The idea of connecting the trail to the water tank access road was also maligned by the City of Durango’s Utilities Director Levi Loyd, said Schwarzbach, for creating a security threat to the tanks from potential vandalism.

A potential for erosion on the steep access roads to the water tanks was another concern, said Parks and Recreation Director Cathy Metz.

Sky Raider Trail approved without further compromise

Either way, the Natural Lands Board agreed with the second iteration of the Sky Raider Trail, and chose not to explore any further options.

Image courtesy of city of Durango.

Before any more alignment options could be explored, board member Mark Smith made a motion to approve the trail proposal as is.

The board approved the modified proposal at their meeting on January 14, 2018, long before weather conditions would be favorable for trail construction to begin.

Even with the final Board-approved alignment, the Milofskys will use the Sky Raider Trail, said Rob.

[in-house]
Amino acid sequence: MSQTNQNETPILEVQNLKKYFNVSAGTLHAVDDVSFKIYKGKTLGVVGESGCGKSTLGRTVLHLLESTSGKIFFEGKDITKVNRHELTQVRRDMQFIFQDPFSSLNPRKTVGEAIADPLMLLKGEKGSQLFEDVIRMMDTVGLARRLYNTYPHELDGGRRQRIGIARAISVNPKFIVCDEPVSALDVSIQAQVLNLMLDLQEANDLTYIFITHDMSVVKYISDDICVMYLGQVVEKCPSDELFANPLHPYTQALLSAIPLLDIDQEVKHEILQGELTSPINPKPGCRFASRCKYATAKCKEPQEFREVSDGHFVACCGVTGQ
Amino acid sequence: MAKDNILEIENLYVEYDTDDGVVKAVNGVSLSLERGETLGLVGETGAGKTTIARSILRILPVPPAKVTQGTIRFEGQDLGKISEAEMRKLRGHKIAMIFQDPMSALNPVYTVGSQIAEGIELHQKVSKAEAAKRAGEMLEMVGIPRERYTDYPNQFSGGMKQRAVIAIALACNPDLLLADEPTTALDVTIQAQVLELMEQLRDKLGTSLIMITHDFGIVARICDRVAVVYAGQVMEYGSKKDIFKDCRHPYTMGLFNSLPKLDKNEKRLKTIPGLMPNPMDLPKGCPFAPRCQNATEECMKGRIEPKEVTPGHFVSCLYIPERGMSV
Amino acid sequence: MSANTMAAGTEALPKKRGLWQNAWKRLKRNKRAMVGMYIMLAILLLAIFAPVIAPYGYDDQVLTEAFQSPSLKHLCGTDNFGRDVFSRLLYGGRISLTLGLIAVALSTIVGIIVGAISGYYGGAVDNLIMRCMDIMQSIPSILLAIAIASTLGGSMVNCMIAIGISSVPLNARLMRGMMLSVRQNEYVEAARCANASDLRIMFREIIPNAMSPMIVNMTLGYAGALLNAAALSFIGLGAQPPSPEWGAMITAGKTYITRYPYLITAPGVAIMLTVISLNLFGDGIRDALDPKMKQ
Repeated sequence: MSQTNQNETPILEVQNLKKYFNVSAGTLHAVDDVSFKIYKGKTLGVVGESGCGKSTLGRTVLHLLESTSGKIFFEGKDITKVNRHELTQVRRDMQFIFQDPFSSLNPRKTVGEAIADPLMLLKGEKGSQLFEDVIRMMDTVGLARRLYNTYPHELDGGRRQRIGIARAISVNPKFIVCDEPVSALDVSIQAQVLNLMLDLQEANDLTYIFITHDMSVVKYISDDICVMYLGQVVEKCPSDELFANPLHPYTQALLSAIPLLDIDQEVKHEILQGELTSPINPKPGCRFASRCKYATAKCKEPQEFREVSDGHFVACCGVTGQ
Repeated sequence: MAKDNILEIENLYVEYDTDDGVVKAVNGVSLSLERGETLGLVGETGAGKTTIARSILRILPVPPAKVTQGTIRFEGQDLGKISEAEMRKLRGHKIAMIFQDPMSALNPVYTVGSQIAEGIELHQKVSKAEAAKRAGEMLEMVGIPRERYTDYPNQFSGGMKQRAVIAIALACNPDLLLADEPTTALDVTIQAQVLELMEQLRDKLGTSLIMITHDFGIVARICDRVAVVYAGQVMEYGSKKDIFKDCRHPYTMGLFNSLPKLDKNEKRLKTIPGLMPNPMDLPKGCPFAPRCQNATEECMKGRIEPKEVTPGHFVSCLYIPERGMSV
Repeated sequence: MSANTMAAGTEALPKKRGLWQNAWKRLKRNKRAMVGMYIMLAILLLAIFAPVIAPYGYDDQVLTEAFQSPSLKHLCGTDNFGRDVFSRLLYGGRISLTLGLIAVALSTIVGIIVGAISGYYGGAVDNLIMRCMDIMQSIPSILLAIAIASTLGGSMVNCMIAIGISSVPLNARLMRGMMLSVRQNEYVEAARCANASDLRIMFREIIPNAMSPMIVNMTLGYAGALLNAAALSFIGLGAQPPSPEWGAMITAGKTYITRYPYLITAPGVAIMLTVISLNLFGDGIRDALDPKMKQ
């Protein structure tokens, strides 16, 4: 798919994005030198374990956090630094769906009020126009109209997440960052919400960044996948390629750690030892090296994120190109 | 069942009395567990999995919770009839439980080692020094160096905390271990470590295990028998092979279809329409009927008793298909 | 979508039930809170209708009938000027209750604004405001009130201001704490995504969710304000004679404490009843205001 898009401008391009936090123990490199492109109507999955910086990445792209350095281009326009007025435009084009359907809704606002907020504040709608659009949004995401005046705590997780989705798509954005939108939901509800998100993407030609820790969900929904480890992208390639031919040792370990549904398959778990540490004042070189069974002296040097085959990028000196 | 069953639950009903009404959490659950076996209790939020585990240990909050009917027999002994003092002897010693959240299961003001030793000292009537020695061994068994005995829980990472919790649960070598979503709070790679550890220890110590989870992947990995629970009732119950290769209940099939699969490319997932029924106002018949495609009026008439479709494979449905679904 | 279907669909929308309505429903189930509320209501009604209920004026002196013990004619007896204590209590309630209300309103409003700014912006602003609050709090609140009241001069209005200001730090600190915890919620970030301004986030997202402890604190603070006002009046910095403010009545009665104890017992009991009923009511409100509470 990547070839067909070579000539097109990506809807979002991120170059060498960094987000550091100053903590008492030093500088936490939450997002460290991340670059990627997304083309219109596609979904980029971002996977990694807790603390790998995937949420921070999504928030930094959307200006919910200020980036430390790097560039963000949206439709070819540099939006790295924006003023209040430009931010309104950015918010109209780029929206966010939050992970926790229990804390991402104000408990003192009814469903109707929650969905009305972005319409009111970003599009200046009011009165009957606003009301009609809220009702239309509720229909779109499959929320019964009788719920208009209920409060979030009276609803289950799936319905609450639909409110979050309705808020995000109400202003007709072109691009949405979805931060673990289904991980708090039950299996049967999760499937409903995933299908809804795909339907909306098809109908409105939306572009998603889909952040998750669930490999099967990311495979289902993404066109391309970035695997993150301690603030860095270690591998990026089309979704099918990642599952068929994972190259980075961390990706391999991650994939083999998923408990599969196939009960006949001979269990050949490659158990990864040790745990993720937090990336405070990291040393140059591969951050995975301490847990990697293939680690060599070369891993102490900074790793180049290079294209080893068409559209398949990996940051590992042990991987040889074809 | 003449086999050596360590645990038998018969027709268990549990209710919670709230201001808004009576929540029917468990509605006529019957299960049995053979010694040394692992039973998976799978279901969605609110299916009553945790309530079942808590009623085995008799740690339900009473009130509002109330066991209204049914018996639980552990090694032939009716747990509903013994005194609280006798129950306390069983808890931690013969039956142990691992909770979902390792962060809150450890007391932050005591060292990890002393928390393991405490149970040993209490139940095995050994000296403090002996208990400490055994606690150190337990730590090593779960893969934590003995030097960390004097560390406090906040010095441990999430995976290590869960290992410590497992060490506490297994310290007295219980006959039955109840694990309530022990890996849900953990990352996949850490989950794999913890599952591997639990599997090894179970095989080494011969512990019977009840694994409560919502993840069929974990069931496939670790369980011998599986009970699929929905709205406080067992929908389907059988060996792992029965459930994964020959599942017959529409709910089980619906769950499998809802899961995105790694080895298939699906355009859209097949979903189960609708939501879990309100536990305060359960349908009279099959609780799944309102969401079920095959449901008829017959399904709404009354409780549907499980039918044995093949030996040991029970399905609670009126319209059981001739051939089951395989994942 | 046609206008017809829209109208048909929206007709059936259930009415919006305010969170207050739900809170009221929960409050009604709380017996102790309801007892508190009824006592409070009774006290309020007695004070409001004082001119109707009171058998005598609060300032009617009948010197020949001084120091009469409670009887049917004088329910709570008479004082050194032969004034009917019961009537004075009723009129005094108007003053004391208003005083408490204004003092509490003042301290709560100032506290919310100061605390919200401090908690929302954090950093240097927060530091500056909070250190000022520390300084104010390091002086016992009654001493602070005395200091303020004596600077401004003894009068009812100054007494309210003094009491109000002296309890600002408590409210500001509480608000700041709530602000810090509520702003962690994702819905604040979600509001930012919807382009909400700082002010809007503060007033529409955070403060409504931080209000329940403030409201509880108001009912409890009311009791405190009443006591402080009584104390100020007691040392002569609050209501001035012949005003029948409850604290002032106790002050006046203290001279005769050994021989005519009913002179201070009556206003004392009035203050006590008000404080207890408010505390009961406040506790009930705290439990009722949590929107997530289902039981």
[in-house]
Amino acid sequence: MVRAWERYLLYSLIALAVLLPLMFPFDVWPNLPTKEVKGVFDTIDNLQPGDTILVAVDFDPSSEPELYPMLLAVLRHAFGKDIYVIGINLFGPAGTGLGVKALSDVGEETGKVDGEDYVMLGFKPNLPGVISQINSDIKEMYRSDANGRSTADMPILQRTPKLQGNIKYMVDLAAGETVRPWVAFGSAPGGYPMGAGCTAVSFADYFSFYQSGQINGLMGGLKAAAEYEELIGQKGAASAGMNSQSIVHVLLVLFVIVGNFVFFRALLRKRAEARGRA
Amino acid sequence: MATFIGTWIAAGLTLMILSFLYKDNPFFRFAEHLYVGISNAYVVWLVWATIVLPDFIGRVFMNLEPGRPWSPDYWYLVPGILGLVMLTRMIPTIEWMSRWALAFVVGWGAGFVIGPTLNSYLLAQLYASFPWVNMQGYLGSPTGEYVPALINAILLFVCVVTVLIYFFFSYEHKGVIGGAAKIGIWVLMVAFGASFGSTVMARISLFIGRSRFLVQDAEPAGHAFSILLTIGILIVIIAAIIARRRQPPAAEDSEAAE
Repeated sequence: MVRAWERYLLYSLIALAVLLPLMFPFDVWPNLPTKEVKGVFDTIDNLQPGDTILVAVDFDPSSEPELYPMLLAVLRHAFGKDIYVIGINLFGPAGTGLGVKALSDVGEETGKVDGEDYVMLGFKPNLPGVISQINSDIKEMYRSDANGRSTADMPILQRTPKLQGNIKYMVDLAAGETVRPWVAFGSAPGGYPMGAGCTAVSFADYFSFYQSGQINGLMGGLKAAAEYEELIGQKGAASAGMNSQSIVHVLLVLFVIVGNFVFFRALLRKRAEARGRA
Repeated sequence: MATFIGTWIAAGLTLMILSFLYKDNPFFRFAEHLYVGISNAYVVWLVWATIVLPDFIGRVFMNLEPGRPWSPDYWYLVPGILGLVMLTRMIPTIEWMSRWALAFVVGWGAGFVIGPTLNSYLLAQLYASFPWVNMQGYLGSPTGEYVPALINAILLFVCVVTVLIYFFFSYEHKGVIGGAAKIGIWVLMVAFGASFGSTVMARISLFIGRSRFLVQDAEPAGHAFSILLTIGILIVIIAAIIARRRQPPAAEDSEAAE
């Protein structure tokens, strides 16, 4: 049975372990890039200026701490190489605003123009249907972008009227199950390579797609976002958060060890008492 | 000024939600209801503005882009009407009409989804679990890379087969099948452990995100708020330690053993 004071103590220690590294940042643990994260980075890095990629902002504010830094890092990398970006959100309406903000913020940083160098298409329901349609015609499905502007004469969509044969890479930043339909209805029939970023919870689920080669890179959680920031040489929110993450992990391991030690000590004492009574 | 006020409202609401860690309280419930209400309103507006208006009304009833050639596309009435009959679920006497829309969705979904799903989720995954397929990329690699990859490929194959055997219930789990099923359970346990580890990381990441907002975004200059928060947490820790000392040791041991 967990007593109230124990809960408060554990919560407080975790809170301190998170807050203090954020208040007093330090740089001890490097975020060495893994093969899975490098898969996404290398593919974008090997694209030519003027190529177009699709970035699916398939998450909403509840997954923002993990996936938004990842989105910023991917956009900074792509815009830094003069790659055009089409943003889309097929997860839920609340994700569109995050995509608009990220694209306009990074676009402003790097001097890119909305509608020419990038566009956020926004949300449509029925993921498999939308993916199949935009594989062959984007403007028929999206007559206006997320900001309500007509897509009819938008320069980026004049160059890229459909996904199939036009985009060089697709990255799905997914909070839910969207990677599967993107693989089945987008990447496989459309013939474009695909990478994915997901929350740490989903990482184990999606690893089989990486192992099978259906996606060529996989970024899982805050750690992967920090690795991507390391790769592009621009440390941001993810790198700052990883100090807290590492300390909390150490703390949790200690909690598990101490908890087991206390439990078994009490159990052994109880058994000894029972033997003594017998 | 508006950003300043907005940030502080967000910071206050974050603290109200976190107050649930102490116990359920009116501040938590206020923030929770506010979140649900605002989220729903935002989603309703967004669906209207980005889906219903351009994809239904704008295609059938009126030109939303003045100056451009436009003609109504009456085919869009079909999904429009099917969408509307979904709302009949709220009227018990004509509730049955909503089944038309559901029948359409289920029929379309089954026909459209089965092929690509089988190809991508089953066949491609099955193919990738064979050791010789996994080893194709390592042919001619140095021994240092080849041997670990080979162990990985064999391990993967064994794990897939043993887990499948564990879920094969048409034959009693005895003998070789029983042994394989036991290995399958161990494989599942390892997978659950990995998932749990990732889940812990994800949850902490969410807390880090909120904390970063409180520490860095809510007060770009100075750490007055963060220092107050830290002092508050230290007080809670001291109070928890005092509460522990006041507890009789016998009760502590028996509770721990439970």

I was the only member to vote against the Sky Raider Trail proposal because I don’t think that the existing game trail should be obliterated and obstructed by slash and debris.

Adam Howell is a writer who is on the city of Durango’s Natural Lands Preservation Advisory Board. He can be reached by clicking on this link to the contact page.

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2 Responses to “Improved game trail targeted for closure with newly approved Sky Raider Trail”

  1. For every uphill/”multi use” trail build, there should be a directional downhill trail built.



  2. I don’t think that the City Boards and staff would take kindly to ultimatums and quotas on trail equality.
    However, it would make sense for the rerouted version of “Down and Out” to have some progressive features. Sky Raider Trail will connect right next to it. The terrain is right for it.


    Adam Howell